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Jurors cite sexual messages in convicting woman

It took a jury only a few minutes Thursday morning to arrive at a guilty verdict for Cynthia Kusy, a Tennessee woman accused of luring a 16-year-old Grand Forks boy over the Internet and having sex with him early last year.

Cynthia Kusy
Cynthia Kusy

It took a jury only a few minutes Thursday morning to arrive at a guilty verdict for Cynthia Kusy, a Tennessee woman accused of luring a 16-year-old Grand Forks boy over the Internet and having sex with him early last year.

Jurors reached by the Herald said the trail of often racy Internet messages between Kusy and the boy convinced them of her guilt, especially because the messages indicated she was aware of his age.

North Dakota District Judge Debbie Kleven ordered Kusy jailed here until she posted $50,000 bond, higher than the amount requested by her court-appointed defense attorney David Ogren.

The jury convicted Kusy of two counts of sexual assault of a minor and one count of luring a minor sexually over the Internet. All are class C felonies that each carry a maximum penalty of five years in prison and a $5,000 fine.

Kleven scheduled sentencing for Oct. 3.


Kusy and Ogren had no comment after the verdict. She immediately began calling to find someone to retrieve her personal property from the Fargo motel where she had been staying this week.

"I'm up here by myself," she told the court, adding that her husband and son, who was 13 in early 2011, remain in Tennessee.

Because the victim's psychiatrist testified he was immature with psychological problems, the Herald has not identified him though he recently turned 18.

'Writing on wall'

The jury of five men and seven women retreated to their deliberation room a few minutes after 10 a.m. By about 10:20 a.m., the verdict had been reached.

It was clear there was unanimous agreement among jurors within about 15 minutes, said juror David Frisch.

"In the court room, the writing was on the wall," he said, referring to Internet messages between Kusy and the boy. "It was all written out step-by-step."

Peter Gesellchen was the alternate juror dismissed before the short deliberation began.


An engineer for the city of Grand Forks, he said he was unsure about the sexual assault charges because the boy was not the most credible witness. But on the luring charge, "there was a paper trail," Gesellchen said.

Prosecution witnesses corroborated what the young man has said despite his eccentric way of communicating, Frisch said. "He was pretty well read by the psychiatrist and I have no reason to doubt him."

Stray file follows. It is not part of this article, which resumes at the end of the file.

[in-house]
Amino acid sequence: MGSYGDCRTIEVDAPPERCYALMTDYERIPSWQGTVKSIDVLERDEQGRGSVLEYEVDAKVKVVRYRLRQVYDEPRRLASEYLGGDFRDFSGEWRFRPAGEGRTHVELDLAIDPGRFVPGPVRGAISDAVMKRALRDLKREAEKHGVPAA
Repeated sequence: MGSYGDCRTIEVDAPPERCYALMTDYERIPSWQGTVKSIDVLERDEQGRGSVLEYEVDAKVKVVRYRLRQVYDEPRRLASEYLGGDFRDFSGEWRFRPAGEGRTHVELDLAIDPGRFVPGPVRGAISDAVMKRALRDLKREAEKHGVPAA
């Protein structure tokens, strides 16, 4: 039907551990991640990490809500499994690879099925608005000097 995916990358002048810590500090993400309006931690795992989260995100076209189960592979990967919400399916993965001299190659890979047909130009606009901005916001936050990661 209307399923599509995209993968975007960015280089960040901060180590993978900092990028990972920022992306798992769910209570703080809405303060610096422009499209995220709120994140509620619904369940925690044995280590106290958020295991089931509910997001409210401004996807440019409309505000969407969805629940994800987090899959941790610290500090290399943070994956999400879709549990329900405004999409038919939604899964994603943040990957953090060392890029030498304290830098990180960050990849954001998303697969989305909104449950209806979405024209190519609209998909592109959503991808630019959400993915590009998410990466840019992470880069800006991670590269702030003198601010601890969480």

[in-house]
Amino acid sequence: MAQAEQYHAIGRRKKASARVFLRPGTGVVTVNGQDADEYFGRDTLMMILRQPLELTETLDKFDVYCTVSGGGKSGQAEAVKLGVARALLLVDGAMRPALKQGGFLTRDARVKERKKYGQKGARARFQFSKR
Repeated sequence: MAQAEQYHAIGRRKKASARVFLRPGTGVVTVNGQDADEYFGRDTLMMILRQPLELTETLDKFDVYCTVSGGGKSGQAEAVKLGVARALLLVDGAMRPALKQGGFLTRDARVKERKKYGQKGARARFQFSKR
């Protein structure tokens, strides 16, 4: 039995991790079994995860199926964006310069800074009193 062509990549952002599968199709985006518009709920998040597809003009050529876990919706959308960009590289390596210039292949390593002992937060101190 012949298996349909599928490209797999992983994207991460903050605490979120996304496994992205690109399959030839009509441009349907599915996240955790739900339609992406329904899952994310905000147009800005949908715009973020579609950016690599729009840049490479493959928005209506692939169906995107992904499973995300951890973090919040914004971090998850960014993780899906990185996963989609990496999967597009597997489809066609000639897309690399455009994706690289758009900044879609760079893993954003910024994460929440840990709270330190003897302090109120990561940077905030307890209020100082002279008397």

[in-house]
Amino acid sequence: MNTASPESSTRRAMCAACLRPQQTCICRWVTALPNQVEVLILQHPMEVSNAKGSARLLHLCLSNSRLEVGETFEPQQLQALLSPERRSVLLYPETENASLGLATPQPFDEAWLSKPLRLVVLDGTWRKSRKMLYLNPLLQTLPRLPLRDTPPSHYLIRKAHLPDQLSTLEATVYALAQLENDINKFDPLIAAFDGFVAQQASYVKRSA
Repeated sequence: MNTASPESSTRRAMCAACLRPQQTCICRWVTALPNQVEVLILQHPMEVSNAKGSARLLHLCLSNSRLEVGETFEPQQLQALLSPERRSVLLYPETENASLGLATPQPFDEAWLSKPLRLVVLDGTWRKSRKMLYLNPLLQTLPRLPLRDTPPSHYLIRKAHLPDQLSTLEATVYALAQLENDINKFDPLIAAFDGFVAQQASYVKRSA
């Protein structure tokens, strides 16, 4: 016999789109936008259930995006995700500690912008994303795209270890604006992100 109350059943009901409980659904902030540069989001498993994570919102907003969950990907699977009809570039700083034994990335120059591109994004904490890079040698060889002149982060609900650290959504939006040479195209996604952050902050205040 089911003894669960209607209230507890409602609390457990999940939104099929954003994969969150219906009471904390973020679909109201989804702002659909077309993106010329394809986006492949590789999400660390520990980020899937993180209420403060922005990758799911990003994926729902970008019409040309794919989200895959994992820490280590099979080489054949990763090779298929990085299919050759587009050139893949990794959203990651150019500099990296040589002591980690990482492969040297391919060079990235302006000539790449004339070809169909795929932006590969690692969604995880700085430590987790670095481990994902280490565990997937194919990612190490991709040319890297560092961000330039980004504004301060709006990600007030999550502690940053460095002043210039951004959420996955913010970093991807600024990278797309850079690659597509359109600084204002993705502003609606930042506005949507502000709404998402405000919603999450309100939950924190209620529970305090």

Dr. Steven Hill, who has treated the victim for three years, had testified that although his patient is unsophisticated and immature, he gave consistent and credible accounts of the sexual activity with Kusy.

Judge Joel Medd, presiding judicial officer over the state's Northeast Central district which includes Nelson and Grand Forks counties, said Thursday in his 37 years experience of jury deliberations, "I have seen all lengths, to going into a second day, into the night or right away like this."

Frisch, a civilian social worker at the Grand Forks Air Force Base who works in drug prevention and testing, said despite the short deliberation, there was no rush to judgment. "I thought about it for a long time. It wasn't taken lightly."

'Bad judgment' not crime

Prosecutor Carmell Mattison spent much of her closing argument reading sexually-explicit Internet messages sent from Kusy to the boy.

The chats showed clearly that Kusy knew the boy was not yet 18 and that she invited and induced the boy to have sex with her, Mattison said.


The defense didn't call any witnesses, and conceded Kusy had exchanged the messages with the boy, and met him at a Grand Forks motel in April 2011 for three nights. Kusy also admitted that a week later she drove to Grand Forks and took him to Knoxville, Tenn., without telling his mother.

But there was reason to believe Kusy didn't really know how old the boy was, because he initially told her he was "18 or 20," Ogren told the jury in his closing argument.

The two first met online at Thanksgiving time in 2010 playing Wizards101, an online role-playing game. Within a few months, they were exchanging hundreds of messages a week, and talking by phone when the boy's mother was not home, according to testimony.

But once she met the boy in person in Grand Forks, there is no record of any more sexually-explicit Internet messages, Ogren told the jury.

Kusy denies any sexual contact happened between the two, Ogren said, and there was no forensic evidence, such as DNA, indicating it.

The sexually-explicit chats between the two were not illegal if Kusy had good reason to believe the boy actually was 18 or older, Ogren said.

"Did Ms. Kusy use some bad judgment? Yes, she did," Ogren told the jury. "But bad judgment doesn't necessarily equate with criminal responsibility."

Reach Lee at (701) 780-1237; (800) 477-6572, ext. 1237; or send email to slee@gfherald.com .

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